HEARTBREAKING DRUG SMUGGLING PLOT: Veterinarian Andrés López Elorza surgically IMPLANTED liquid HEROIN into puppies

Drug mule puppies?!?!?

The Opiate Crisis looms large over the United States, but it’s really a worldwide, human problem. However, the following heartbreaking news story proves that humans aren’t the only victims of heroin (and other opiate/opioid) abuse. Veterinarian Andrés López Elorza was arrested in Spain in 2013 and 2015 for surgically implanting puppies with bags of liquid heroin in order to smuggle the drug into the United States, essentially turning the young dogs into drug mule puppies.

Andrés López Elorza implanted puppies with heroin

Who is Andrés López Elorza?


Andrés López Elorza was arrested on a U.S. warrant in 2015 following his release from an December 2013 arrest “while his extradition was being considered.” In between those two Spanish arrests, Elorza lived alone in an apartment. He reportedly has a wife and two children in Spain, though he did not contact them during this time.

In 2015, a A Civil Guard spokeswoman reported that during Elorza’s two-year stint in Spain, he worked as a vet for two different companies, and his employers were impressed with his performance. There is no evidence that Elorza participated in drug-smuggling activities while in Spain.

(There appear to be discrepancies about Elorza’s age. In 2013, The Telegraph reported that ELorza — who also goes by the name “Lopez Elorez” — was 44. However, the New York Post‘s article on Elorza’s extradition and appearance in a Brooklyn court this week claims that Elorza is 33 years old. Further adding to the confusion are Associated Press reports that Elorza is 38.)

Elorza has been a fugitive since 2005, when he was arrested in connection with a Colombian drug trafficking ring. He was born in Colombia, but has Venezuelan citizenship.

How did his day in court go?

On Monday, Elorza arrived on U.S. soil and by Tuesday he pleaded not guilty before a federal court in Brooklyn, NY.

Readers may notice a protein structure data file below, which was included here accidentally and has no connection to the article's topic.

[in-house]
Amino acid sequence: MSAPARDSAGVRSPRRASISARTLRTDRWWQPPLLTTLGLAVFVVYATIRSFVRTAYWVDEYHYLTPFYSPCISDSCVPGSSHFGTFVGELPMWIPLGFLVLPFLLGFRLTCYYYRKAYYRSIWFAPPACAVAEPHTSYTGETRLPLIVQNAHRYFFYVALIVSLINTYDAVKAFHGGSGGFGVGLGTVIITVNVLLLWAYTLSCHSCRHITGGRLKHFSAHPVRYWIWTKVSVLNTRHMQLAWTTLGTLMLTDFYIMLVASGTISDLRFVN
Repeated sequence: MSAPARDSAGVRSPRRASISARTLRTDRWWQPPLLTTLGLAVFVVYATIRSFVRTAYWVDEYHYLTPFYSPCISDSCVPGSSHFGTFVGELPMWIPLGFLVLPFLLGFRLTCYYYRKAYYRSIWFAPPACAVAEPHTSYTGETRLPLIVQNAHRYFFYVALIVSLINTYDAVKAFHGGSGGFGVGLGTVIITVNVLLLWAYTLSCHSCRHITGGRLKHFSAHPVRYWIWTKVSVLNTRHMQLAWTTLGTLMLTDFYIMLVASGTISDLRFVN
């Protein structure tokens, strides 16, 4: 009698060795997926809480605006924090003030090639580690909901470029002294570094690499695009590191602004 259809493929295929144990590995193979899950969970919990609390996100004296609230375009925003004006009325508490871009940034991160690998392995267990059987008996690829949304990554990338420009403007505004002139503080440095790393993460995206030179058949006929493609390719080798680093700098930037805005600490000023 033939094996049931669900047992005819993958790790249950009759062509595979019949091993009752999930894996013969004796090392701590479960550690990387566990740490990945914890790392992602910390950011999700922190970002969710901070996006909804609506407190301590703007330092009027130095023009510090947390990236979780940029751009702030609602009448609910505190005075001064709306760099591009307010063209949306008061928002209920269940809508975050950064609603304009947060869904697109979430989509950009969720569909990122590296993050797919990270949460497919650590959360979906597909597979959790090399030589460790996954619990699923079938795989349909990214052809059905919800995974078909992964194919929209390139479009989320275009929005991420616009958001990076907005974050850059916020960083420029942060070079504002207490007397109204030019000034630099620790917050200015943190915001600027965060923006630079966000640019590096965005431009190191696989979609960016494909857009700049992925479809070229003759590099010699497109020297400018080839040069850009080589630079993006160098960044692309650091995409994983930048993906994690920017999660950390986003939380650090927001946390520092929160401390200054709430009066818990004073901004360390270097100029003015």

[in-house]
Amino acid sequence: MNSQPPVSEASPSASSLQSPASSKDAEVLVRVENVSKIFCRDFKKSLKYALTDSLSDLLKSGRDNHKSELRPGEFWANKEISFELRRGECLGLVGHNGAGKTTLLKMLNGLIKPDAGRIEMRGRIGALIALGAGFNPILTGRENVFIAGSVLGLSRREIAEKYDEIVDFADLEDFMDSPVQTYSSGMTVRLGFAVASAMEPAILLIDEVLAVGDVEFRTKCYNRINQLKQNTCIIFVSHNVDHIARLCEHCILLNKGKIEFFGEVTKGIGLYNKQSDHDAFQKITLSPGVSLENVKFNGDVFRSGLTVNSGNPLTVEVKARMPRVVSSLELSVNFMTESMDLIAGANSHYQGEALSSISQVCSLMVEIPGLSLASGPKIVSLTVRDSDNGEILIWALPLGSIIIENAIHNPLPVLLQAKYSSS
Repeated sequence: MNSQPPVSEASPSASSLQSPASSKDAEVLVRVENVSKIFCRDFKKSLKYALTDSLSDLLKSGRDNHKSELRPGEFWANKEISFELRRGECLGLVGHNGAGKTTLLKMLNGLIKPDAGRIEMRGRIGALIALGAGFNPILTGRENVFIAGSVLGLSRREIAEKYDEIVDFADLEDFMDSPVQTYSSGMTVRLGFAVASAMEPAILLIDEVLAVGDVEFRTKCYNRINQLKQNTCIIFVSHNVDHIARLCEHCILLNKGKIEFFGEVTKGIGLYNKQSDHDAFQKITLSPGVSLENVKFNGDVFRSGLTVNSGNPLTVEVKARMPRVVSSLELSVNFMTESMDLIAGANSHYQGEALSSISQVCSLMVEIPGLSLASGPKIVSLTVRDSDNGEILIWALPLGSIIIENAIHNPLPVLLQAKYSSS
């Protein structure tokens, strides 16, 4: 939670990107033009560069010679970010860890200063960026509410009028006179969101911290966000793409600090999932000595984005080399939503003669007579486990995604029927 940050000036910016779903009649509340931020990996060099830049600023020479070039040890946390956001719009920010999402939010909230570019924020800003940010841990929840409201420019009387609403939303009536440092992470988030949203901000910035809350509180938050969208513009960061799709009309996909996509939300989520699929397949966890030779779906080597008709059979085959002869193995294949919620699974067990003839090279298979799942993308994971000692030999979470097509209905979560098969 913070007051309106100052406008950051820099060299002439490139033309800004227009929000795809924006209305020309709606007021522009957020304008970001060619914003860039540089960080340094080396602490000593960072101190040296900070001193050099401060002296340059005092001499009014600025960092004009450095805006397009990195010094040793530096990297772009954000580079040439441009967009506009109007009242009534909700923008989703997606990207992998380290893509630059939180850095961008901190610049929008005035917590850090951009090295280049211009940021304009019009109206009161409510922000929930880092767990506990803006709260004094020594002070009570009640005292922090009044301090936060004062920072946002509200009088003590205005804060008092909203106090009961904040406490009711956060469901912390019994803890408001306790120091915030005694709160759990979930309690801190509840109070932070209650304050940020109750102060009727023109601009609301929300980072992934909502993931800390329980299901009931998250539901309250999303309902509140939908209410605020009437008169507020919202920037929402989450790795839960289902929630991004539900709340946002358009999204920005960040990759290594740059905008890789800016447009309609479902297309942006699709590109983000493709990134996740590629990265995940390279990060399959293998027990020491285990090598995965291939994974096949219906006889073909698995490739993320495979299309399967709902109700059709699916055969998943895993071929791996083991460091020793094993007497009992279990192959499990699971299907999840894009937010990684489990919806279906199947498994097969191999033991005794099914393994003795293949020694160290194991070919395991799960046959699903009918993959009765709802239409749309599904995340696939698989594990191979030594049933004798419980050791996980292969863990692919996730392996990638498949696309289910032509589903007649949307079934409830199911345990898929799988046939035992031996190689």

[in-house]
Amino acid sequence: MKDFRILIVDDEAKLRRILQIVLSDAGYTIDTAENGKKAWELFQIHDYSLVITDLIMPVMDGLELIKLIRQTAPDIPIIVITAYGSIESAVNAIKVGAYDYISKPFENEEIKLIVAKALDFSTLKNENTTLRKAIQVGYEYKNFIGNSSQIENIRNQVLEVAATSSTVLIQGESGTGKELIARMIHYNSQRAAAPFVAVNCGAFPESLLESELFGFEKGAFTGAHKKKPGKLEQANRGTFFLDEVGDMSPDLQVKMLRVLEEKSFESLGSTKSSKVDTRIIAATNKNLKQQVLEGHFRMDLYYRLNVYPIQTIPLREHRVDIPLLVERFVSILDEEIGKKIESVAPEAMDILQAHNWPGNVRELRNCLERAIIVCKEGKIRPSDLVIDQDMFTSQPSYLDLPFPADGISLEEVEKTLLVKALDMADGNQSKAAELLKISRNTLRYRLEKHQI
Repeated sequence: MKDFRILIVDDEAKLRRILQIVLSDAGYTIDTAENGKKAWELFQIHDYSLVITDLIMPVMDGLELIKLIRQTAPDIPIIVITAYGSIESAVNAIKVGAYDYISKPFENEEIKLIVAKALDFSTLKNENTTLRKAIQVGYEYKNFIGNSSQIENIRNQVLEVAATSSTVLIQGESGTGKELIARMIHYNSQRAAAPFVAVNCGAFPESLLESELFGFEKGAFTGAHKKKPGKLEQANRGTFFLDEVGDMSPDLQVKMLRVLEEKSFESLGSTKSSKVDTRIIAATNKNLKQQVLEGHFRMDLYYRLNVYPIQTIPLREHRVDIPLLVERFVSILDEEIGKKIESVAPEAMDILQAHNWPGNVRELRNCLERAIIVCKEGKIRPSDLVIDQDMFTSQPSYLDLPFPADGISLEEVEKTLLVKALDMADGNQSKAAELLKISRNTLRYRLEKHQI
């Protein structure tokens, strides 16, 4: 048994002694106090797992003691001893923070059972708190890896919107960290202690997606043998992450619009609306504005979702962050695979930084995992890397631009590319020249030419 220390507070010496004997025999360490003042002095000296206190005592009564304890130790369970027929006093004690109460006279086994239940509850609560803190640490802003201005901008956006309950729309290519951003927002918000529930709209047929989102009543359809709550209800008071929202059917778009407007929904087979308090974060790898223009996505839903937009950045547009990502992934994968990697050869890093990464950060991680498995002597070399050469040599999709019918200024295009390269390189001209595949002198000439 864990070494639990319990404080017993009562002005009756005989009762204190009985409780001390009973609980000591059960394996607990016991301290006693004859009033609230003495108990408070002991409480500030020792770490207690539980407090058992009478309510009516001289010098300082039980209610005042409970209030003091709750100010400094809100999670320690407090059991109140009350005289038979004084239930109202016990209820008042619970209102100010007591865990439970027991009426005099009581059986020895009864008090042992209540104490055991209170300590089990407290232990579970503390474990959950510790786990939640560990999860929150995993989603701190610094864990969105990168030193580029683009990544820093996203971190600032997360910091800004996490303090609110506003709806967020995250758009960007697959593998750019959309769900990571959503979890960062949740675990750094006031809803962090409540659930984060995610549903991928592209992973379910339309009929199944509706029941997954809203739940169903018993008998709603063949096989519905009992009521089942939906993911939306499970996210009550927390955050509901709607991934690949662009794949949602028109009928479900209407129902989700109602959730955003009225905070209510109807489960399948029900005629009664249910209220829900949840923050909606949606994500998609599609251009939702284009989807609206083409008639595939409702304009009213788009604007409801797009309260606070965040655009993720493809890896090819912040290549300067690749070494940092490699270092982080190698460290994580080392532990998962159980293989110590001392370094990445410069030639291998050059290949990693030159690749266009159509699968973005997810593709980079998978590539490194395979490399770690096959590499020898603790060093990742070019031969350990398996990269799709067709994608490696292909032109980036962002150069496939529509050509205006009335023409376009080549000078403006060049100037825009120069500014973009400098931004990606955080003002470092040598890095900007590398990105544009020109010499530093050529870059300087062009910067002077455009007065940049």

“Over time, drug organizations’ unquenchable thirst for profit leads them to do unthinkable crimes like using innocent puppies for drug concealment,” James J. Hunt, head of the U.S. Drug Enforcement Administration’s New York office, said about the situation.

Authorities believe that before Elorza’s initial arrest in 2015, drug mule puppies were sent on commercial flights to NYC. Investigators further speculate that the puppies involved in this smuggling scheme would not have survived the flight: Once they reached their destination, the liquid heroin would have been cut out of them.

During the 2005 raid on Elorza’s Colombian clinic, police found a barbaric scenario: three puppies had bags inside of them containing a total of 6.6 pounds of heroin. Once the puppies’ scars healed, they were going to be shipped to the U.S.

“Dogs are man’s best friend, and, as the defendant is about to learn, we are drug dealers’ worst enemy,” said United States Attorney Richard Donoghue at the time.

What is liquid heroin?

Heroin is usually sold on the street in a powder form, but the liquid heroin mentioned in this case may well be black tar heroin — which is often found in a solid, sticky form that can be more easily liquified. DEA photos show that bagged heroin looks very dark, again indicating that heroin sewn into puppies was black tar. The dark color and consistency come during processing, which is very crude and leaves behind a number of impurities.

What became of the puppies?


It’s not known how many puppies were involved in this plot, but ten were found during the 2005 raid. Of those ten, one became a drug-sniffing dog for the Colombian police, two were adopted, three died from infection, and four ran away.

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